How and when does power become abusive? I’ve explored this topic here frequently, and while I don’t think power is inherently abusive or corrupting, without education and training on how to use it, abuse of power does and will happen. Hence the title of this blog.
One thing often overlooked in leadership training (which I believe should focus more on power and how to use it well) is that we do not enter positions of power as blank slates, but come into positions of power with our personal story of power. We grew up in a context of power relations, and how we enact the role of the leader is influenced by a social identity forged in part by power relations. Preparing for a position of power should start with an inventory of what one has already experienced about power.
As a coach and trainer, one thing I constantly see is that we seldom outgrow the power identity we grew up with. Not only that, our earliest identity of power asserts itself under threat or stress. Growing up smaller than the other kids, and being picked on in school, growing up poor or disadvantaged, following an older brother or sister who did better in school, or being the only Jew in the town, all of these experiences are like unresolved wounds or complexes that stay with us, and influence our self-esteem, relations with others, and more generally, how we perform in our roles. We lead with and from our wounds.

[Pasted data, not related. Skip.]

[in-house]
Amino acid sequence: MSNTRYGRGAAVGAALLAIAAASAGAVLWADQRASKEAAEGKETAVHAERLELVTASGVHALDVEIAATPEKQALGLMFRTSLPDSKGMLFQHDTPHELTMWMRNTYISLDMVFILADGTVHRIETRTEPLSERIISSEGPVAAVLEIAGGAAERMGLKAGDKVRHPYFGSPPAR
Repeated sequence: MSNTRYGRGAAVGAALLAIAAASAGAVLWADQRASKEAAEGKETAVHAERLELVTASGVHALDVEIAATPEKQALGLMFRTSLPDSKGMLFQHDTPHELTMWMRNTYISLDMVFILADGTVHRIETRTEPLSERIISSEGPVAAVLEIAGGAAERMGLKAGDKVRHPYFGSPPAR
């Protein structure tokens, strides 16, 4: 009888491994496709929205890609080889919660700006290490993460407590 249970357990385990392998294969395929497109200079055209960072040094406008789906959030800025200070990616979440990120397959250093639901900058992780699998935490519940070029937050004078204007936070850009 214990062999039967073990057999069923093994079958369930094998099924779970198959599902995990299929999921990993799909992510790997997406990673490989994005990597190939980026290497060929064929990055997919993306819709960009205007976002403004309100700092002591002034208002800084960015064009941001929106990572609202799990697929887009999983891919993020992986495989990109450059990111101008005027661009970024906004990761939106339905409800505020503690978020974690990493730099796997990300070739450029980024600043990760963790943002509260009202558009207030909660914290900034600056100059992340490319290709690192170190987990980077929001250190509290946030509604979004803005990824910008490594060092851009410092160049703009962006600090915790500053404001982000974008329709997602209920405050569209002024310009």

And wounding can come from both a deficit and an excess of power, and the complicated mix of both. There is no doubt, as research confirms, low status is wounding. Lack of access to resources, systemic oppression, low self-esteem, internalized lowered expectations and stereotyping influences health, opportunity, success, well-being, happiness, etc. But we are also wounded psychologically by exclusivity, unearned privilege, entitlement, and the “price of the ticket,” fitting into an elite club whose membership is the cost of our authenticity.
But our early experiences with power can also be affirming and enabling. We are empowered through the connection with our lineage, a knowledge of ancestors, connection with the community or with a spiritual belief. We can also transform our earliest suffering into self-esteem and empowerment by awareness of having endured or survived hardship.
Yet unless we develop awareness of these initial experiences, and our unresolved wounds, the temptation to use the power of the role to soothe our pain is too great. Like an addict using a substance to flee a miserable state of mind, power becomes an artificial boost, a ‘substance’ to soothe and alleviate an internal sense of low status. But this isn’t an immutable fate. It can be worked on with focus and self-awareness. I’m looking forward to exploring this and more on the intersection of the person and the role in the Leadership Lab in a couple of weeks.